If there’s still low/no flow from the tank even after repressurizing and waiting a few hours or days, then its bladder is very likely ruptured.

Under Sink Reverse Osmosis System

There’s just a small chance that you could also have a clogged post-filter or a kink in your connecting tubing, but the likelihood of those issues is rather small. Still, you should do a quick check to exclude that possibility, as it’s a simple fix.

Water Leaking from Air Valve

Water leaking from the air valve is another common indicator of a ruptured air bladder. Check the air stem – if it’s damp, that’s not a good sign. Another thing to look out for is the air valve leaking when you’re connecting the pump during repressurization. That also indicates a ruptured bladder.

Why Do RO Tank Bladders Rupture?

The bladder inside of a reverse osmosis tank is in constant motion and deformation. All materials eventually wear out under such conditions, and your tank bladder is no exception. After it has been in operation for long enough, it will rupture at some point, no matter how carefully you’re using your reverse osmosis system.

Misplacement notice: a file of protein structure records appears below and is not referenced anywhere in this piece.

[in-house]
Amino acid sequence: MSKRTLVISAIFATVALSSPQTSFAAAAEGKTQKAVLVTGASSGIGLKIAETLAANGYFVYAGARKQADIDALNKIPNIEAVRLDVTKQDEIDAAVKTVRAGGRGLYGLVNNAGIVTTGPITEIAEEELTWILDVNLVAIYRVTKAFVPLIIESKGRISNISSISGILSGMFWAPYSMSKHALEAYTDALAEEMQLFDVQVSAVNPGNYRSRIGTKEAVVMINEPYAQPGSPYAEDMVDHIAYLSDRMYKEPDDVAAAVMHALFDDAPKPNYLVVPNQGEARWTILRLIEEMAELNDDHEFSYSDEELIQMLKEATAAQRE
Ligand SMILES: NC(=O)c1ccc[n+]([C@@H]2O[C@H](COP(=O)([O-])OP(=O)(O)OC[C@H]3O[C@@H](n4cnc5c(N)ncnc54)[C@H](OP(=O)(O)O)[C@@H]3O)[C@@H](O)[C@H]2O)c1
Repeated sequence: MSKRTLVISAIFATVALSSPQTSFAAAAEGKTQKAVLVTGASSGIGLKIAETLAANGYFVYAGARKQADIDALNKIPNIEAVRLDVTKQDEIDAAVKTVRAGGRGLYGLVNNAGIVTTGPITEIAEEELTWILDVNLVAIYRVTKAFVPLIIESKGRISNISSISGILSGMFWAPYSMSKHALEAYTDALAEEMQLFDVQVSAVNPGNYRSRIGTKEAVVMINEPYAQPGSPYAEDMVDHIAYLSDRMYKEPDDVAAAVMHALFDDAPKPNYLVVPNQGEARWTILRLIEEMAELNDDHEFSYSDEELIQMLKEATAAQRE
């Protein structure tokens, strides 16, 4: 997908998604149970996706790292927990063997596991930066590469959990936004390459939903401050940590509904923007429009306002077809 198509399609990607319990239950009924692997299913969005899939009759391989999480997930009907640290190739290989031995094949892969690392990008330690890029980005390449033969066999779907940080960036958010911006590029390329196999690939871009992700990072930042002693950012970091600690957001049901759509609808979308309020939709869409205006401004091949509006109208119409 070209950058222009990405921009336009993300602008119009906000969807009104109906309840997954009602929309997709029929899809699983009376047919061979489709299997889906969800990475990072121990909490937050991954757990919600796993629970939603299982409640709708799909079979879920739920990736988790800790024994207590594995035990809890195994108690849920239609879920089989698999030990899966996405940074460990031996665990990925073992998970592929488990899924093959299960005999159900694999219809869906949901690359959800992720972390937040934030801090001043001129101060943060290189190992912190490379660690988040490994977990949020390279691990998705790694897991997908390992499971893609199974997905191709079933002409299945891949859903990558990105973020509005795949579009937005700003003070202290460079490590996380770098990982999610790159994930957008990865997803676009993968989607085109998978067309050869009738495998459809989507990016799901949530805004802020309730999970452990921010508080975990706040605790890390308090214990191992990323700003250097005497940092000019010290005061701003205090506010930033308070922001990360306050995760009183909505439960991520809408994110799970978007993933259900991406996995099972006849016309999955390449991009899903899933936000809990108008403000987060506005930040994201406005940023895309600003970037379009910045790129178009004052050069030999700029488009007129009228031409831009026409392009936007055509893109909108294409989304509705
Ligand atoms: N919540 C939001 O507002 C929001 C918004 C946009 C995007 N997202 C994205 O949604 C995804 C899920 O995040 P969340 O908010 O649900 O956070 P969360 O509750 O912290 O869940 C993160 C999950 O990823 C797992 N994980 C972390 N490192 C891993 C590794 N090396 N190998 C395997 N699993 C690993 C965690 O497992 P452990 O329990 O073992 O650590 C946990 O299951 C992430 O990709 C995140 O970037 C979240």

Your tank bladder might also fail faster if the seal between it and the tank gives away. This is a rare occurrence, but it requires a full tank replacement.

Fixing a Ruptured Tank Bladder

Even if you’re an avid fan of rolling up your sleeves and fixing things by yourself, fixing a ruptured RO tank bladder is not exactly something you can do alone.

Can You Change the Bladder in a Reverse Osmosis Pressure Tank?

Due to the way reverse osmosis tanks are made, it’s just not possible to swap out the bladder for a new one. The only option you have if you’re dealing with a ruptured bladder is to replace the entire tank. This might seem costly and wasteful, but it’s the only viable approach.

How to Prevent Reverse Osmosis Tank Bladder Rupture

There’s unfortunately nothing you can do to prevent your reverse osmosis tank from eventually rupturing. You can put some effort into increasing its lifespan, though…

How to Make Your RO Water Storage Tank Last Longer?

There are several things you can do to ensure that your RO tank lasts as long as possible. Here’s a brief list of recommendations: